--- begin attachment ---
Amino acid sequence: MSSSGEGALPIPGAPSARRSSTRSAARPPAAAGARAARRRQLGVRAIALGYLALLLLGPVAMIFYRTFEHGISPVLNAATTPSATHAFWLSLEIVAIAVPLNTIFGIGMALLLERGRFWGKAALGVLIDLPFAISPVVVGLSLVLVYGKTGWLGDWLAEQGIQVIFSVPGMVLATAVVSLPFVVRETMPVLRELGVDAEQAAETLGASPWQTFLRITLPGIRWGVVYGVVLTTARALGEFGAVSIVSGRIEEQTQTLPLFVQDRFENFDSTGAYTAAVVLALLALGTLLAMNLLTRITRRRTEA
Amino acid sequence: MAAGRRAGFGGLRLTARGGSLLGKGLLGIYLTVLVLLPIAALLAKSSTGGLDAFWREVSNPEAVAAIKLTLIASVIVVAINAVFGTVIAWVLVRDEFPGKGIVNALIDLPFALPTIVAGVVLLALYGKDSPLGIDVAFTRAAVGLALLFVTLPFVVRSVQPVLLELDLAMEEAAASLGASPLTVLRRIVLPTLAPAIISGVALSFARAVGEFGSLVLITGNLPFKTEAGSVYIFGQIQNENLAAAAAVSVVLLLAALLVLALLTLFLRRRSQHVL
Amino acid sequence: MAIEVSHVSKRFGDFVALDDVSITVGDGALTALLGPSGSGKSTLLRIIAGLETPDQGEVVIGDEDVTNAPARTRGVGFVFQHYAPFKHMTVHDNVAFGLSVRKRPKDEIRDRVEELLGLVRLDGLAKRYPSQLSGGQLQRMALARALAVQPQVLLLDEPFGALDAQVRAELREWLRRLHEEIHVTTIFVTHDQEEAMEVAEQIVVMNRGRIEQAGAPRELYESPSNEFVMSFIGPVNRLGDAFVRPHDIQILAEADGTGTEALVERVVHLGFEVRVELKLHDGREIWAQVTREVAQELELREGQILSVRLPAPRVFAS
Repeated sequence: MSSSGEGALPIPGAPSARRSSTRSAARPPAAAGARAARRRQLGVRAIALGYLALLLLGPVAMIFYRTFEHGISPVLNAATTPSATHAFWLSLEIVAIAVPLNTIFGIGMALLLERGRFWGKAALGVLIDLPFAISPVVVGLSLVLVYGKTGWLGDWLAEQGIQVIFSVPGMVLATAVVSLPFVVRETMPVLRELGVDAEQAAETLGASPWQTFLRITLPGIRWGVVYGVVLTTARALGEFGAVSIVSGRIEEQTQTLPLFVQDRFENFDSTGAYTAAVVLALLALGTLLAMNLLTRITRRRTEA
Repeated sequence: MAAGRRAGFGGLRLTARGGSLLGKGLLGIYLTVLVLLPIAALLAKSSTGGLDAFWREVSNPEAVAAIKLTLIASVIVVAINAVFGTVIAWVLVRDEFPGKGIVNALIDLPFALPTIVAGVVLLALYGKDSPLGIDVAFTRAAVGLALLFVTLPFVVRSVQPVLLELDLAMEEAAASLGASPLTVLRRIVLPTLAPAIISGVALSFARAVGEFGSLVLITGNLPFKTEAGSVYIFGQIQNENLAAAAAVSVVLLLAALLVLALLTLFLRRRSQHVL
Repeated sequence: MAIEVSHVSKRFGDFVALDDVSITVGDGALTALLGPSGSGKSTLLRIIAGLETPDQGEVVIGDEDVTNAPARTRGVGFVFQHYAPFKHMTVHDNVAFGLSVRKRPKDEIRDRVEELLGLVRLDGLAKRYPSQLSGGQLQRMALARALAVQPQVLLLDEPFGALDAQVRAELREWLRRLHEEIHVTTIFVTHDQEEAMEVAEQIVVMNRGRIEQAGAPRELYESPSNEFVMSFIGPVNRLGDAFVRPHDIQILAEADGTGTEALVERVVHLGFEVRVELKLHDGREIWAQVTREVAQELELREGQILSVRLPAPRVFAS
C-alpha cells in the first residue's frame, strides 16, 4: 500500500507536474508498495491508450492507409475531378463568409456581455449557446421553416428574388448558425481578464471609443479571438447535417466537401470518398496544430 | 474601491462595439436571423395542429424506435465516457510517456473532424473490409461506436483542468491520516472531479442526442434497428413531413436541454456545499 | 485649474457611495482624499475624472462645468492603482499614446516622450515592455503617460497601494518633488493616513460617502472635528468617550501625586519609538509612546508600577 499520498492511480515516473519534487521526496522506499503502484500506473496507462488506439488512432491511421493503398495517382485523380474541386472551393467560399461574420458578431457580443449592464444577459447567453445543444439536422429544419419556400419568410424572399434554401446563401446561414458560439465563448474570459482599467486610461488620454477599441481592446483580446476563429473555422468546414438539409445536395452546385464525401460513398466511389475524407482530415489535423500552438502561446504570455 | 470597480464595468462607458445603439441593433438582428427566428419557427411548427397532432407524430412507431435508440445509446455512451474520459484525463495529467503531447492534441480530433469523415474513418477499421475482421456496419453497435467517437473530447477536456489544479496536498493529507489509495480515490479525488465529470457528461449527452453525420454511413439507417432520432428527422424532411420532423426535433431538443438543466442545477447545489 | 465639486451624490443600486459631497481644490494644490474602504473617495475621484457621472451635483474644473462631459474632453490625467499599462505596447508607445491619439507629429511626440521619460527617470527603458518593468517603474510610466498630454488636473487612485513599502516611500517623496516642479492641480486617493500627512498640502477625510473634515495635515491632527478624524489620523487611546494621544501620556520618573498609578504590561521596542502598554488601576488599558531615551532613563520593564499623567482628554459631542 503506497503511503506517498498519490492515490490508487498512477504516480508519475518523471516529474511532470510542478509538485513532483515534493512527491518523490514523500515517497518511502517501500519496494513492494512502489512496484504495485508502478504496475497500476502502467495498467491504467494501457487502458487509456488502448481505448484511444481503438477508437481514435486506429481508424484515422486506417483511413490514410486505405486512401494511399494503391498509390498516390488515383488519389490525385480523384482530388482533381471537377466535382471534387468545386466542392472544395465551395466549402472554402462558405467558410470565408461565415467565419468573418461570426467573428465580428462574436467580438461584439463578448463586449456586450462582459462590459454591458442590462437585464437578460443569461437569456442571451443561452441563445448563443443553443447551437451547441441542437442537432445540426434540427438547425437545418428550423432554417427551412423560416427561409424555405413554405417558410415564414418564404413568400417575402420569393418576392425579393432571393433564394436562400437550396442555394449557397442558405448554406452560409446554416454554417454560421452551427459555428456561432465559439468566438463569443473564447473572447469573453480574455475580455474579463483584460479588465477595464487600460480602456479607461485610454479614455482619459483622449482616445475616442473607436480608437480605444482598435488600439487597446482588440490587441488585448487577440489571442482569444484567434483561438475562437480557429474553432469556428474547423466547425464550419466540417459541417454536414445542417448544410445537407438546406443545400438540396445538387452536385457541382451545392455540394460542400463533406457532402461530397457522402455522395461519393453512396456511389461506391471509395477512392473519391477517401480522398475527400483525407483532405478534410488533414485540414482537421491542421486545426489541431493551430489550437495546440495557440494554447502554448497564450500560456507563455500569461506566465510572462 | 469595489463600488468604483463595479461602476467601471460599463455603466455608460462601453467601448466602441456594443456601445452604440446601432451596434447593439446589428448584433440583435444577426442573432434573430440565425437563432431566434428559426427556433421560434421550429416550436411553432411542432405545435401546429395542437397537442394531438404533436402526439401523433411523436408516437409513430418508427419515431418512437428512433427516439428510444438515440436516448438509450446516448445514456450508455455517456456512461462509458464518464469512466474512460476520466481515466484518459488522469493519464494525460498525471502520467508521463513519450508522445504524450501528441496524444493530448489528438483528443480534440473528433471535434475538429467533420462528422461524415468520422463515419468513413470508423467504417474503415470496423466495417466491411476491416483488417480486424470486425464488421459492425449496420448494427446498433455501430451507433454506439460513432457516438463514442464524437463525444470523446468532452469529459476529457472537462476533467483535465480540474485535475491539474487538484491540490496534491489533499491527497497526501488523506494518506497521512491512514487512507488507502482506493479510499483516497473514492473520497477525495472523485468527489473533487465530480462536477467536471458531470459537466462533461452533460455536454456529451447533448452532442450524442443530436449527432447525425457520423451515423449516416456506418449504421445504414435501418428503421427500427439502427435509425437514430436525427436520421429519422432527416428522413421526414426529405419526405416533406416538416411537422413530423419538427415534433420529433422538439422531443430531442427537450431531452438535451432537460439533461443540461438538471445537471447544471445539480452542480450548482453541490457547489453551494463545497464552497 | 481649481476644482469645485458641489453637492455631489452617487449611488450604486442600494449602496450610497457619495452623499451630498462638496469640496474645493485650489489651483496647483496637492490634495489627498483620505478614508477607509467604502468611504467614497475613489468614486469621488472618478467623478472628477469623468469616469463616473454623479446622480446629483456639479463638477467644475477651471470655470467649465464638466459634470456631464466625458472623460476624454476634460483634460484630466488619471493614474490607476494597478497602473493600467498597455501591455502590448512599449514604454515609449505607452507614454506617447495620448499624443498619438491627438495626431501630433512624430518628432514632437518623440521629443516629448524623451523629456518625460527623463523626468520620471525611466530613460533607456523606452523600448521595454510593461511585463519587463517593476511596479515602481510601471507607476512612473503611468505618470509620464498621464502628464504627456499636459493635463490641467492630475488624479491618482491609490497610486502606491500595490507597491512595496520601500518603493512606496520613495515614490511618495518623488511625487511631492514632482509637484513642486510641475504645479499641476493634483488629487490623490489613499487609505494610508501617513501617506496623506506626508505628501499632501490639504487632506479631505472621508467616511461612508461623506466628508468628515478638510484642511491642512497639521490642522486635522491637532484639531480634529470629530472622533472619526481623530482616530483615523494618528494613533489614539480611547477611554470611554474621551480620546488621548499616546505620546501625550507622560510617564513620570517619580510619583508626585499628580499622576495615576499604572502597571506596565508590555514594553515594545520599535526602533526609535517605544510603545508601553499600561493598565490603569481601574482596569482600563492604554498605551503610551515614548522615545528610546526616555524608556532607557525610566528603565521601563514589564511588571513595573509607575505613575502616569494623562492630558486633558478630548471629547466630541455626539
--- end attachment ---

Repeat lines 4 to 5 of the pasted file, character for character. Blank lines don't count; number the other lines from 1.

Repeated sequence: MSSSGEGALPIPGAPSARRSSTRSAARPPAAAGARAARRRQLGVRAIALGYLALLLLGPVAMIFYRTFEHGISPVLNAATTPSATHAFWLSLEIVAIAVPLNTIFGIGMALLLERGRFWGKAALGVLIDLPFAISPVVVGLSLVLVYGKTGWLGDWLAEQGIQVIFSVPGMVLATAVVSLPFVVRETMPVLRELGVDAEQAAETLGASPWQTFLRITLPGIRWGVVYGVVLTTARALGEFGAVSIVSGRIEEQTQTLPLFVQDRFENFDSTGAYTAAVVLALLALGTLLAMNLLTRITRRRTEA
Repeated sequence: MAAGRRAGFGGLRLTARGGSLLGKGLLGIYLTVLVLLPIAALLAKSSTGGLDAFWREVSNPEAVAAIKLTLIASVIVVAINAVFGTVIAWVLVRDEFPGKGIVNALIDLPFALPTIVAGVVLLALYGKDSPLGIDVAFTRAAVGLALLFVTLPFVVRSVQPVLLELDLAMEEAAASLGASPLTVLRRIVLPTLAPAIISGVALSFARAVGEFGSLVLITGNLPFKTEAGSVYIFGQIQNENLAAAAAVSVVLLLAALLVLALLTLFLRRRSQHVL